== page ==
Tag Archives: Isaac/Yitskhak

Genesis 25:19–28:9: What does Heaven really want from me?

“Now these are the records of the generations of Yitzkhak, Abraham’s son: Abraham became the father of Yitzkhak.” (Genesis 25:19 NASB)

The struggles of Yitzkhak and Yishma’el explored in Torah section Toldot or Toledot (“generations” or “accounts”) were very similar to the later struggles of Ya’akov and Eysau. We see why in Romans 9:6-24. We have two sets of men: Yitzkhak and Ya’akov vs. Yishma’el and Eysau.

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Genesis 23:1–25:18: Sarah’s ‘lives’ and our ‘new creation’

When we are pushed to our limits, God promises us that the ways of the Kingdom of God are far more profitable in the long term than trying to avoid pain. That’s what Abraham and Sarah learned over many years of their lives. It’s all the more relevant today for increasing social and physical pressure put on believers in the Holy One of Israel and the Anointed One of God. This lesson of faith is the backdrop of the Torah portion (parashah) חיי שרה Chayei Sarah (“life of Sarah,” Gen. 23:1–25:18).

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Genesis 28:10-32:3: Is it better to learn through mistakes?

“He had a dream, and behold, a ladder was set on the earth with its top reaching to heaven; and behold, the angels of God were ascending and descending on it.” (Genesis 28:12 NASB)

Ya’akov returns to Bethel, called Luz at this time. Jewish tradition says this is the same place as Mt. Moriah but the Torah does not say that. Yerushalayim, where Mt. Moriah is located, was never called Luz. There is only one Bethel in the Promised Land.

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Genesis 23:1-25:18: Believers’ bargain bonanza from Sarah and Rivkah

Why did Abraham the nomadic “father of faith” pay so much for a tomb for his wife Sarah? What’s the connection between Abraham’s and King David’s picking a certain son as the successor over other, older sons? Are does the symbol of a well in the account of Yitzkhak marrying Rivkah and in Yeshua’s encounter with the Samaritan woman teach us about the Mashiakh’s work of bringing new life out of death? These are questions tackled in this discussion of the Torah portion חיי שרה Chayei Sarah (“life of Sarah”), covering Genesis 23-25.

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Genesis 18:1–22:24: Abraham learns faith in God despite his trust issues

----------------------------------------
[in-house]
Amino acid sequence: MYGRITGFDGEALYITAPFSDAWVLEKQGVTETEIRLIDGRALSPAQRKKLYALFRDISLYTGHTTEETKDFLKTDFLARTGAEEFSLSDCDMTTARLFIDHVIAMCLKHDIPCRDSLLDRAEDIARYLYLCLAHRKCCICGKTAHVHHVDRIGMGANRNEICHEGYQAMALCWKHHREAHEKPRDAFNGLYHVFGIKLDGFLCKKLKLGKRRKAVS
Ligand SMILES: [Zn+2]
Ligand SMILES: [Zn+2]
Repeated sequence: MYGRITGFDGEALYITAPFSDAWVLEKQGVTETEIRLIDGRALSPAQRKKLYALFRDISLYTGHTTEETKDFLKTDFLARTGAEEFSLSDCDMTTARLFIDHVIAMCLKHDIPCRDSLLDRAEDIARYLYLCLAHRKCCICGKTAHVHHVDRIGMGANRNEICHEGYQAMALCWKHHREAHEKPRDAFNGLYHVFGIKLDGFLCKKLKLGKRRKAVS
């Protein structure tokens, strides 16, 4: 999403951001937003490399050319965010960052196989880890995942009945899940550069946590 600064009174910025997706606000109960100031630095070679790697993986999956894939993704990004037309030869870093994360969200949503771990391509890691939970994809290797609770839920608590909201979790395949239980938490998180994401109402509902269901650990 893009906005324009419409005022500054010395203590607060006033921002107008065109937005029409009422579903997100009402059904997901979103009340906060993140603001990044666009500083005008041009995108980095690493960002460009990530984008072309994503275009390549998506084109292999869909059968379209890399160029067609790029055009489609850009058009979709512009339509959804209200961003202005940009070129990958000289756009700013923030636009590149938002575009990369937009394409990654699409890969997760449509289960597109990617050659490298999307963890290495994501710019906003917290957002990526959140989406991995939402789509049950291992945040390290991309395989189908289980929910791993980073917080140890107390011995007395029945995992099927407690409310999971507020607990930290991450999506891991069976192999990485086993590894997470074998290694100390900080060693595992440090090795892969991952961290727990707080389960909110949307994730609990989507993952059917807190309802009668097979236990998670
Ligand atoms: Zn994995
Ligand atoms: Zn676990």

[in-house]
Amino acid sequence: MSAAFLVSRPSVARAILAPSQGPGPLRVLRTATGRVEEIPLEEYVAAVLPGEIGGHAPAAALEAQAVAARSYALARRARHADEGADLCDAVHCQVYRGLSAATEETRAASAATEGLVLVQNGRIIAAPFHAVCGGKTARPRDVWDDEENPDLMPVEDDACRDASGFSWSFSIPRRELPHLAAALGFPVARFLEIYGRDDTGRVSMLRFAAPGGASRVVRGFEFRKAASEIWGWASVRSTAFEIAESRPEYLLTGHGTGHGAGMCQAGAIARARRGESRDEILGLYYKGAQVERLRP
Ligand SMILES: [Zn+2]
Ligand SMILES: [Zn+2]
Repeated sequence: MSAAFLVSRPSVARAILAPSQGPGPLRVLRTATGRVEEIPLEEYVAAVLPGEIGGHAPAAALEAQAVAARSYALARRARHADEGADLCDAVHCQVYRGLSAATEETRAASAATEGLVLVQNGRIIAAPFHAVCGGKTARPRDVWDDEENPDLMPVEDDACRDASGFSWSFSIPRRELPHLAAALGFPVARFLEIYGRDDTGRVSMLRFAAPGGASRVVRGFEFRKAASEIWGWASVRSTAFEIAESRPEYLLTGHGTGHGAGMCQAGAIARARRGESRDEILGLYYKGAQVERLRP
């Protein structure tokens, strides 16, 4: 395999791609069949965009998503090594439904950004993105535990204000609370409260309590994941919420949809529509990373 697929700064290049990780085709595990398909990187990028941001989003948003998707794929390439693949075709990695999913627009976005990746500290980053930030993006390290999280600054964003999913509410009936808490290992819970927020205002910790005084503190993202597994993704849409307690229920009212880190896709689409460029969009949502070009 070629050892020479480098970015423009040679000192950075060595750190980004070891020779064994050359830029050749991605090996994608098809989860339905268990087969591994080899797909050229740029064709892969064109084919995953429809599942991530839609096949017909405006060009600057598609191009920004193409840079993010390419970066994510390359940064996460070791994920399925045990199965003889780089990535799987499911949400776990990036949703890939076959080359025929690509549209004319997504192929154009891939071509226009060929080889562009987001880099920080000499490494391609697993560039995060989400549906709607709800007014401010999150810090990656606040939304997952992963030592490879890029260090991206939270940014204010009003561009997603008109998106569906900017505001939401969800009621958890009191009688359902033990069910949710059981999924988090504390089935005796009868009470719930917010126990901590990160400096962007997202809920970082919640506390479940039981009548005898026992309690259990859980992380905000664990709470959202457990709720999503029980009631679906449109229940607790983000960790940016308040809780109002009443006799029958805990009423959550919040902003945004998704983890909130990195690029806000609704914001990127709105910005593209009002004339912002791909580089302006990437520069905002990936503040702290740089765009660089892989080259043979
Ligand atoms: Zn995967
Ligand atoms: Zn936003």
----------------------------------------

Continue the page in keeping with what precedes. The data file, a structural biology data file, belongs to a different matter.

Do we trust God in His promises? We can come up with all sorts of ideas about God. But if we don’t really trust Him and His leading, why bother following? These are questions tackled in this discussion on the Torah portion וירא Vayera (“and He appeared”), covering Genesis 18-22. Abraham is shown to have trust issues up to his great test of faith. At that point, he sees something. This passage is all about the Promised One — the Mashiakh (Messiah) — represented by Abraham’s son Yitzkhak (Isaac).

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Genesis 35: Ya’acov returns to Beit ’El; messianic last words of Rachel

Richard AgeeWe boast in our pride, we constantly demand our rights, we put our trust in our government to protect these rights, but we don’t ask God to protect us. Ya’akov (Jacob) needed to return to Beit ’El (Bethel) to fulfill the vow he had made to the Lord when he was fleeing from Esau. God protected Ya’akov and his entourage from being pursued by those who would have wanted to take revenge on Ya’akov’s family for what happened in Shechem (Genesis 34). He put a great terror on those who wanted to pursue them and convinced them to leave them alone.

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Genesis 28-29: Ya’akov dreams of a ladder to Heaven, works for Rachel but gets Leah; Leah has sons but Rachel is barren

Richard AgeeThe vision of “Ya’akov’s ladder” and his being hoodwinked on his wedding night with Leah instead of Rachel make for entertaining reading, but why does the message of Yeshua the Messiah touch on these accounts? Genesis 28–29 also shows us how involved God is in this world throughout time.

Continue reading Genesis 28-29: Ya’akov dreams of a ladder to Heaven, works for Rachel but gets Leah; Leah has sons but Rachel is barren